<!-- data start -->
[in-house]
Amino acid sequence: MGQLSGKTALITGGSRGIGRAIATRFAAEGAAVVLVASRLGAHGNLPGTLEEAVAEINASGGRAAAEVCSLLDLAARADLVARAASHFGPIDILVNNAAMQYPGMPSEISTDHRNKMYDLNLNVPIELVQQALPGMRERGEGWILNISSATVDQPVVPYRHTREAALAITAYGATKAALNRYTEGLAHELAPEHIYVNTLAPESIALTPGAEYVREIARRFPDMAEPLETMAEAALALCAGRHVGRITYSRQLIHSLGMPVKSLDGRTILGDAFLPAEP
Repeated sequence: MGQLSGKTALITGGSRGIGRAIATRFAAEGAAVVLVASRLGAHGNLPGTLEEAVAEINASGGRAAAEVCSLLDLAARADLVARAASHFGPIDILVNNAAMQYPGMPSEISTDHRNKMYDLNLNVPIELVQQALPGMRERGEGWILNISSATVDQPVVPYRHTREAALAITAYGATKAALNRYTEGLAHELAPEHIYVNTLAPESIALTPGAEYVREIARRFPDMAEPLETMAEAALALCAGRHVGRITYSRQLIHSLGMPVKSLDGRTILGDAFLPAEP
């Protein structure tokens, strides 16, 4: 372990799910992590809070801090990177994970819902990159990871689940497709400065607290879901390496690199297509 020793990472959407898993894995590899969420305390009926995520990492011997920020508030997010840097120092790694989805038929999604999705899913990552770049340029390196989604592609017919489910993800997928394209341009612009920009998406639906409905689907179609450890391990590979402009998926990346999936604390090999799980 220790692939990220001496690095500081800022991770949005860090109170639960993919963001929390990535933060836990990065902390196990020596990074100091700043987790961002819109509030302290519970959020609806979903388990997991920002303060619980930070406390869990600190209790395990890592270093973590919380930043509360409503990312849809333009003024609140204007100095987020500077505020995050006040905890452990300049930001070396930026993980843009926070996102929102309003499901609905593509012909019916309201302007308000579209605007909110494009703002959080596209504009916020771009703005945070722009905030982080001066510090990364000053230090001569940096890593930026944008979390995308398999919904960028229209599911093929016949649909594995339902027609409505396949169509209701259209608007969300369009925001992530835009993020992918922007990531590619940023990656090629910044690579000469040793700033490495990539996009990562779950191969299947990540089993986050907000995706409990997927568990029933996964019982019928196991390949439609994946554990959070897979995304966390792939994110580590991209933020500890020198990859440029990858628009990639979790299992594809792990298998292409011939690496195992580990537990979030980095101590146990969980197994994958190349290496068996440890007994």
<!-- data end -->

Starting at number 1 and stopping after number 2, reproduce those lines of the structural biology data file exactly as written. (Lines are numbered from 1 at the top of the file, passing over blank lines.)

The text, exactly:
[in-house]
Amino acid sequence: MGQLSGKTALITGGSRGIGRAIATRFAAEGAAVVLVASRLGAHGNLPGTLEEAVAEINASGGRAAAEVCSLLDLAARADLVARAASHFGPIDILVNNAAMQYPGMPSEISTDHRNKMYDLNLNVPIELVQQALPGMRERGEGWILNISSATVDQPVVPYRHTREAALAITAYGATKAALNRYTEGLAHELAPEHIYVNTLAPESIALTPGAEYVREIARRFPDMAEPLETMAEAALALCAGRHVGRITYSRQLIHSLGMPVKSLDGRTILGDAFLPAEP